I have a main spot where there’s a massive highway and two big train stations. It’s an absolute melting pot and transit point for a lot of people. There’s also clubs so the diversity of people is phenomenal. It’s also fucked up. There’s pick-pocketing and many drunk and drugged people but it’s perfect because it’s real and I’m able to catch the attention of all sorts. Of course, there’s also tourists. That’s how my music has spread. I have my third biggest fan base in Argentina now because people shared it with their friends back home. It’s organic PR. It’s genuine. It’s not about using a PR agency or a label to punt my stuff and put it on a billboard. People have a genuine experience and share it because they feel inspired to do and that’s how I’m approaching music. I feel like I’m putting in effort and getting something out.
In terms of putting the work in, what’s your daily routine like?
The amount I have to play has gotten less and less because I’ve started to collaborate on a lot of different projects. That’s what I love doing and I create indoor shows in Berlin where I can hire large places and get trapeze artists to collaborate with me and it’s super fun and inspiring. Now I’ll play four or five days a week and it’s a concert for me. I put it on Facebook and say I’ll be at such-and-such place at 7.30pm so come round. There’s usually a crowd, a combination of people that know my music and those who discover me by chance. Then I also play on Sundays at this very famous legendary park where there is music everywhere. There’s an amazing collective of musicians, some pass through at certain times of the year and some live there and we all help each other out. We create concerts of four or five artist line-ups. It’s a nice feeling.
How has your experience in Berlin shifted your views on South Africa and the music industry here?
I’ve travelled a lot this year and I think every time I do that I learn and compare more things to back home. South Africa is unique, it’s got this weird complex of being connected to Western culture but then also quite disconnected in a way. It’s like an island receiving all this stuff. I feel like things are happening here. I don’t know if it’s just because it’s because people in their twenties are starting to push and move and change things. There’s this electric energy here music-wise, bigger acts are coming down and people are kind of willing to pay you a little more money. Radio stations are starting to catch on to the fact that they really shouldn’t just play Rihanna the whole fucking time and rather support local artists. Things are changing here even though it’s very slow. I have a lot of hope for South Africa. At Rocking the Daisies this weekend, it was very hectic, but also eye-opening to realise how much good music there is here. I hope people start to pay musicians properly and not complain about paying R50 to see a good act.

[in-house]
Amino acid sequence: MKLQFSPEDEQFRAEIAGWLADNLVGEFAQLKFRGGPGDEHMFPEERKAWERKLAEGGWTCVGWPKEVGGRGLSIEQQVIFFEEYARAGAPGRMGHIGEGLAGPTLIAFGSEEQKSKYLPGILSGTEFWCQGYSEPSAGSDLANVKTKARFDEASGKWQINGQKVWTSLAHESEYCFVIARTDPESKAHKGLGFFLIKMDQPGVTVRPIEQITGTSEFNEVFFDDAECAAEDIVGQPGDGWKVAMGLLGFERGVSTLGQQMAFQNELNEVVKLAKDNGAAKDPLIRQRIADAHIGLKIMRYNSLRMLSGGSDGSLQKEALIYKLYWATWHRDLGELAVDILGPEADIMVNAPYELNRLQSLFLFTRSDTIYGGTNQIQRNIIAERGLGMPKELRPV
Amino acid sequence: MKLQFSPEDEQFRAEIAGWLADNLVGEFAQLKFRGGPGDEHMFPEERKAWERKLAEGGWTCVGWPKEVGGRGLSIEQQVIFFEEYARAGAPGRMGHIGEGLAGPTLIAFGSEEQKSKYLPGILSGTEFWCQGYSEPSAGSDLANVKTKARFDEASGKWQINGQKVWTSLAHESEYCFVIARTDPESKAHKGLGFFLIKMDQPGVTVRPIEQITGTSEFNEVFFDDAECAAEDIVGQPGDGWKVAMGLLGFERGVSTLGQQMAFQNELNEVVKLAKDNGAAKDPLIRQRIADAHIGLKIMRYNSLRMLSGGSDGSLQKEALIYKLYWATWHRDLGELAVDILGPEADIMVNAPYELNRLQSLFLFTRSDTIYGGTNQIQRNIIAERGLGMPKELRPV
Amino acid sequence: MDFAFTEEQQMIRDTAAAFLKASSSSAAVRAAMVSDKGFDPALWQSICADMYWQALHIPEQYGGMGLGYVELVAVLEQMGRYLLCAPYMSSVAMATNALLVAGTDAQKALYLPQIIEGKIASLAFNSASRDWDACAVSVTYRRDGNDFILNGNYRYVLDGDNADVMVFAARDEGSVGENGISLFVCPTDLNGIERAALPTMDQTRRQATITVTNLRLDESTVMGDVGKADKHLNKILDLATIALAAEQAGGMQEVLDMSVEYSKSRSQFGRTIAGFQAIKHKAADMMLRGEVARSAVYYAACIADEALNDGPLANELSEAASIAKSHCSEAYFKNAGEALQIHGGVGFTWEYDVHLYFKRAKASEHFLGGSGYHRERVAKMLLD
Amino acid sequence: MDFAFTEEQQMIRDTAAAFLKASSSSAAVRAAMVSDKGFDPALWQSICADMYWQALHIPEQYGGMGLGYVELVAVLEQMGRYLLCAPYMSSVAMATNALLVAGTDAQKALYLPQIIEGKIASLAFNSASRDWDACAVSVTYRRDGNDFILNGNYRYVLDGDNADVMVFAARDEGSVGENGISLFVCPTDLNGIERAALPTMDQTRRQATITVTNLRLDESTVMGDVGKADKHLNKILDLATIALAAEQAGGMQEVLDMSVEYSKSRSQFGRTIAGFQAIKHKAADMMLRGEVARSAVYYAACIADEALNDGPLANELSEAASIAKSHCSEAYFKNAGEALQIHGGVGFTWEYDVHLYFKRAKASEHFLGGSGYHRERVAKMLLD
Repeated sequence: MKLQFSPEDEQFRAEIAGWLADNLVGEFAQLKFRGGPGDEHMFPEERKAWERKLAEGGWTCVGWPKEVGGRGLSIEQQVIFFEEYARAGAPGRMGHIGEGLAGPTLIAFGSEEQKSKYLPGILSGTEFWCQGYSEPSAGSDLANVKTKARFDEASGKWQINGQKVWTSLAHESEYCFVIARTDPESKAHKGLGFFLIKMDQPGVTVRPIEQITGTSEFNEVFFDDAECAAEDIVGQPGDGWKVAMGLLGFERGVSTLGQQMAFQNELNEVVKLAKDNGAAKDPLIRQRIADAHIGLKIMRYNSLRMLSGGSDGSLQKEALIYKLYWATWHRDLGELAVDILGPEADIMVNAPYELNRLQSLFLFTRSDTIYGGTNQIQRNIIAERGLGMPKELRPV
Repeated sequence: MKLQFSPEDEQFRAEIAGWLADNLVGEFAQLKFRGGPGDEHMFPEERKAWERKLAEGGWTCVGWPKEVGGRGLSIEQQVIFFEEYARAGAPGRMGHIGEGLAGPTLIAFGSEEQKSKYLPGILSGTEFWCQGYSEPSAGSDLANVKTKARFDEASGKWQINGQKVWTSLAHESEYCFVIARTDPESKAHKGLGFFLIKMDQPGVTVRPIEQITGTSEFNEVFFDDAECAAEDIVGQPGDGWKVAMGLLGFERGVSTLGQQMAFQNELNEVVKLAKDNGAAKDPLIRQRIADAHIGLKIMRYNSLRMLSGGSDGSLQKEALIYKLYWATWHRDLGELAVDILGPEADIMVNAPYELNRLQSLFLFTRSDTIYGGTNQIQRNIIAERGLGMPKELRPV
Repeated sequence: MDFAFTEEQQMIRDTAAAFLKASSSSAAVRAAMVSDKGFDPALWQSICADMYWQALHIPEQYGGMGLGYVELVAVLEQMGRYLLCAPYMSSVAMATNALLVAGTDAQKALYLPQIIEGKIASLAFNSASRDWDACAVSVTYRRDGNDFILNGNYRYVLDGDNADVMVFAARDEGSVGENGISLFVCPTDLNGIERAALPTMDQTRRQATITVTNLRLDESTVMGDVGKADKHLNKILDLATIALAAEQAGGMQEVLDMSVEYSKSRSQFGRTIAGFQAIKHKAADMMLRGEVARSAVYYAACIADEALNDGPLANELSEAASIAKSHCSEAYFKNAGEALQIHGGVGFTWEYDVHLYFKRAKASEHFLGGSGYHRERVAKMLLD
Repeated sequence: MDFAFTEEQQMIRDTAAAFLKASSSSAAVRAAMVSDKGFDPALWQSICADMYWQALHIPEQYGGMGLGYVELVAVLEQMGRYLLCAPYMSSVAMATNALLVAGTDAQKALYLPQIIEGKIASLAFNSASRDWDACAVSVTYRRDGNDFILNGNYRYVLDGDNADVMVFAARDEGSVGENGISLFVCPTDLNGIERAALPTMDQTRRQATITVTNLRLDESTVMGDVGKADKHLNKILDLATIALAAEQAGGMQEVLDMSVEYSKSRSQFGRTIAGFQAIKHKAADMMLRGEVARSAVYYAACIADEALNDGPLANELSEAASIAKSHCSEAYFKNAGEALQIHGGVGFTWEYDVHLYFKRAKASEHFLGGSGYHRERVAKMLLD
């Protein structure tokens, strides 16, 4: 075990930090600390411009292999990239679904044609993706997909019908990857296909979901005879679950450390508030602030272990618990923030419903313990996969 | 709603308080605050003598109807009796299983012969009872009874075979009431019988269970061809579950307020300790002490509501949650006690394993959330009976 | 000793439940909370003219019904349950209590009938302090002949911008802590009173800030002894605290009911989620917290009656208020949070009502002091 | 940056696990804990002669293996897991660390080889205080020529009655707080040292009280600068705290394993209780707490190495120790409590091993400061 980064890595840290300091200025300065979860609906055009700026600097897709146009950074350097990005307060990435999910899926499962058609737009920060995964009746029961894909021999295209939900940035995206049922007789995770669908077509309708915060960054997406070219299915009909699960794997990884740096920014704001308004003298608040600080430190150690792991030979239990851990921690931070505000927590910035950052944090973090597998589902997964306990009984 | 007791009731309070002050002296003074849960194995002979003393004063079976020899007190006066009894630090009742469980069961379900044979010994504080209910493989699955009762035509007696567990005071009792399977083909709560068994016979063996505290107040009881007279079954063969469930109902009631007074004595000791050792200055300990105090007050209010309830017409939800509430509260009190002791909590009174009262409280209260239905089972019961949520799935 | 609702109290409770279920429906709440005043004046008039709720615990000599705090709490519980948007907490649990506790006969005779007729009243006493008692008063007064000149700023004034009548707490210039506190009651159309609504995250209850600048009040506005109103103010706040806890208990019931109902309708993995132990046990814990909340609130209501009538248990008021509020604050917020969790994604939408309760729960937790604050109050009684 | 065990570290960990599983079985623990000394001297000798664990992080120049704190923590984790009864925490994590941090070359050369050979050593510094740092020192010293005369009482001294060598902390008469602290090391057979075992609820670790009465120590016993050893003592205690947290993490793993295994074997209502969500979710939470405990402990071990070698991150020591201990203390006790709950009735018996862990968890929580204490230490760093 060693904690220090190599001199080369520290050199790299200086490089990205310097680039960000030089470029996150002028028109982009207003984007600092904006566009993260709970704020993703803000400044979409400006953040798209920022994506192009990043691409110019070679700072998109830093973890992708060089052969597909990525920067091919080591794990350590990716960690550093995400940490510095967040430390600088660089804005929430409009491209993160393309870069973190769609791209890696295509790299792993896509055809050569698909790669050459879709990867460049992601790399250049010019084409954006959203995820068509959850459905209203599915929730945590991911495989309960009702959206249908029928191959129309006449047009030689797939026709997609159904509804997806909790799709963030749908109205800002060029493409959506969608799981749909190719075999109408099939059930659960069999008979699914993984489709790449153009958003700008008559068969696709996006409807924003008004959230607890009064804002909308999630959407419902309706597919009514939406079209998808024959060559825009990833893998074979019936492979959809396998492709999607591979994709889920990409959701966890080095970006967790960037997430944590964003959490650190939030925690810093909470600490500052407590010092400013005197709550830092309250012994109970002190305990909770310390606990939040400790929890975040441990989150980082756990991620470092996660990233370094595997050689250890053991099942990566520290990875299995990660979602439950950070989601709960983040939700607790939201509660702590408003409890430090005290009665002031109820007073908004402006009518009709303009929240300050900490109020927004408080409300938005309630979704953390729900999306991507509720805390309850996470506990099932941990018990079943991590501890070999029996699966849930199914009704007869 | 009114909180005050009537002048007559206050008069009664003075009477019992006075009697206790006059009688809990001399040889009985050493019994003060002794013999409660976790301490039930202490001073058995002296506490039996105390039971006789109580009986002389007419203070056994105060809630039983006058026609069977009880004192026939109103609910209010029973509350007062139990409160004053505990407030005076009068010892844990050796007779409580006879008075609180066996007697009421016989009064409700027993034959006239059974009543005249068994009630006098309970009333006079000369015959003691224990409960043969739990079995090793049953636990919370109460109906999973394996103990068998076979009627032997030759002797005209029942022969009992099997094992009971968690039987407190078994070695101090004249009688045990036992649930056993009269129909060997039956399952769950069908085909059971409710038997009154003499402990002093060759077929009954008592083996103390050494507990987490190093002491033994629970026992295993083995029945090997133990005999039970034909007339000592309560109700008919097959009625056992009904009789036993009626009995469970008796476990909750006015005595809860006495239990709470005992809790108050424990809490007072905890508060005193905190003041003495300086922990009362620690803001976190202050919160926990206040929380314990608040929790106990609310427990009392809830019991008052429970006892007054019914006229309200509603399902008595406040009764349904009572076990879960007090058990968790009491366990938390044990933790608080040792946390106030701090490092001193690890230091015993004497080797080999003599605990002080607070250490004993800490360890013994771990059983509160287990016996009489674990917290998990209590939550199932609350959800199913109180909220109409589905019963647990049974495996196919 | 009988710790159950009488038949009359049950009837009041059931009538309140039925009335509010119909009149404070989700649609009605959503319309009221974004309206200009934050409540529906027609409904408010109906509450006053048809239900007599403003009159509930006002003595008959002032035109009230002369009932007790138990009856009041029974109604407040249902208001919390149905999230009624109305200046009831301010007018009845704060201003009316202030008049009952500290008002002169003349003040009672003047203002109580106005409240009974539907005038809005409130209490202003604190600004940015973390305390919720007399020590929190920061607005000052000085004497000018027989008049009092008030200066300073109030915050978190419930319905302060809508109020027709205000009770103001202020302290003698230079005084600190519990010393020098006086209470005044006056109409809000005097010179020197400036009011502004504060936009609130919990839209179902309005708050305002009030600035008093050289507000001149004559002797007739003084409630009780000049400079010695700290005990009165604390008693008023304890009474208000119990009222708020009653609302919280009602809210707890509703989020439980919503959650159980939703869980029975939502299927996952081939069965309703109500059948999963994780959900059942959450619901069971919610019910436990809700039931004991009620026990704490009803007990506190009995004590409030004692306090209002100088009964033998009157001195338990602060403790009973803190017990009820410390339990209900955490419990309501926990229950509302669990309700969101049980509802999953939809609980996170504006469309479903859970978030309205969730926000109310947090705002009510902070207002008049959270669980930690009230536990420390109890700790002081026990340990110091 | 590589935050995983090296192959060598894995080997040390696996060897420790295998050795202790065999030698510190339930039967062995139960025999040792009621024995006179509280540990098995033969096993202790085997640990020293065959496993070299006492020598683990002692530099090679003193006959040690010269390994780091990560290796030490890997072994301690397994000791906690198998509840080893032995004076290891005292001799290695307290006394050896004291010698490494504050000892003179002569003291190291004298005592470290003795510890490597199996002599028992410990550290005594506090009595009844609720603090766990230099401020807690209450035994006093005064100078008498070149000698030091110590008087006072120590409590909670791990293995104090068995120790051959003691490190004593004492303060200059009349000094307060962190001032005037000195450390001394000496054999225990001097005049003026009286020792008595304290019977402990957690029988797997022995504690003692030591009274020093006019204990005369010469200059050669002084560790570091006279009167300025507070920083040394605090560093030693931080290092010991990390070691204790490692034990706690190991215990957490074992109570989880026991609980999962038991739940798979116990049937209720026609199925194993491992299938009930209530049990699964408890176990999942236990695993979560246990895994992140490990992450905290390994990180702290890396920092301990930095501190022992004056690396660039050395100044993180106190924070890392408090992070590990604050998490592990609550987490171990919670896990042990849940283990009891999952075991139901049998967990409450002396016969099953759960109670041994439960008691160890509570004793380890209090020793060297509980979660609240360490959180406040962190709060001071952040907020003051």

But they’ll spend more than that on drinks, right?
I know and they’ll ask why Mercury is closing down and why aren’t there enough concerts? It’s because they’re not supporting them. It’s also interesting to see that when I did gig a bit here when I was eighteen or nineteen, I didn’t get much support and then after my Tedt talk, in one day I had ten people asking me, “If I was that girl from Ted?” Suddenly, everyone was so proud of me and was writing “Proudly South African” on all my videos. Be proud of the people who are doing shit in your country as well, not just the people that are now making it overseas. I dunno, it’s funny and I’m observing.
So, what’s next when you get back to Berlin?
I’ve been working on an album the whole year and it’s hectic without the support of normal structures like a label but that’s because money-wise it’s crazy. I’ve spent all my own money, in other words – I’m very broke. I’ve collected incredible musicians to be a part of it and it’s going to come out in February and I’m going to do a massive exhibition and collaboration in December in Cape Town, a tour of it in Europe and then a big one in Berlin. It’s include a documentary screening, a couple of music videos. I’ve asked visual artists to create an artwork for each song of the album, so there’ll be an auction and exhibition of that. It’s an ambitious thing. I’m still looking for a venue and I’ll have to think out of the box.